Some parents of the mostly teenage victims of South Korea’s ferry disaster are pushing for autopsies that might show their children were alive inside the submerged vessel and only died because the emergency response was so slow as the confirmed death toll today reached 171.
But 131 others were still missing as dive teams searched in near pitch-black conditions for bodies trapped in the ferry’s interior.
More than a week after the 6,825 tonne Sewol capsized and sank with 476 people on board, most of them high school students, there is still widespread anger among the victims’ families over the pace of the initial rescue effort.
It took divers working in difficult and dangerous conditions more than two days to get into the sunken ferry and two more days to retrieve the first bodies.
Many relatives believe some of the victims may have survived for several days in trapped air pockets, but perished in the cold water after no rescue came.
As a result some have asked for autopsies to be performed, to see if it would be possible to determine the precise cause and time of death.
“We have received a number of enquiries about autopsies,” said a member of the forensic team on Jindo island working on identifying the bodies recovered from the disaster site.
“It seems they want some confirmation of the exact cause of death, but it’s only a minority that is asking,” he said.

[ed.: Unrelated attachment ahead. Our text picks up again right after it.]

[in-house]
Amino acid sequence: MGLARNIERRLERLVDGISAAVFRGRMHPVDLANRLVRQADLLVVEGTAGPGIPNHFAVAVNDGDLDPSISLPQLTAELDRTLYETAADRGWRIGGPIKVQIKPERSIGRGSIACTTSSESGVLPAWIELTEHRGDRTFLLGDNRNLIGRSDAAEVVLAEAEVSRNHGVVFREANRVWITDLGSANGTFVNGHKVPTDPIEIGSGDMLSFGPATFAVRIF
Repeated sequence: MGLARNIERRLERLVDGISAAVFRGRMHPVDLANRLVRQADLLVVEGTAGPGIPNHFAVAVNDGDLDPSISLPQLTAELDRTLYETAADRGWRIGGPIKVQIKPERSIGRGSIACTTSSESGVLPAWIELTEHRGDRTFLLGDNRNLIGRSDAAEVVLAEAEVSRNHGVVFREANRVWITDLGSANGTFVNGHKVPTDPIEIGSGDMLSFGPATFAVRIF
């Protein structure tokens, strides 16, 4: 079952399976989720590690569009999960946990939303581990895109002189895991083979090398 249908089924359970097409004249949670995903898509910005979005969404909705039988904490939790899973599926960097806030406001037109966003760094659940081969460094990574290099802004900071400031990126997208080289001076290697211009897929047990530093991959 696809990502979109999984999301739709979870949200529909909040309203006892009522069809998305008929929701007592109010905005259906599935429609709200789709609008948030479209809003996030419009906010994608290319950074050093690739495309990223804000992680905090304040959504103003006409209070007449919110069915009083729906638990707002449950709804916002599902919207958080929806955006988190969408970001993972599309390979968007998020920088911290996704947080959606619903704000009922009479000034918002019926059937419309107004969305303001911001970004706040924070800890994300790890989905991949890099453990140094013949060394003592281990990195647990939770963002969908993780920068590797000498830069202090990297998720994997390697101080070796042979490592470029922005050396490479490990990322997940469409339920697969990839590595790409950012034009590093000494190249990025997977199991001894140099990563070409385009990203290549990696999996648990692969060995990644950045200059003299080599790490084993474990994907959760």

An official responsible for legal and medical issues at the emergency situation desk on Jindo said there was nothing to prevent families having an autopsy carried out.
“But to my knowledge, nobody has so far actually brought a body to the National Forensic Service to have this done,” the official said.
The belief that some passengers might have survived the initial capsize was very strong in the days immediately after the Sewol sank on April 16, fuelled in part by fake postings on social network sites that claimed to be text messages from passengers begging to be rescued.
Relatives have also been distressed by reports that many of the recovered bodies had broken fingers — pointing to frantic efforts to escape the vessel as it listed and sank.
Of the 476 people on board, 325 were students from Danwon High School in Ansan city just south of Seoul.
Kim Hyong-Ki, the spokesman for a representative committee set up by the relatives, confirmed that some parents were pushing for autopsies.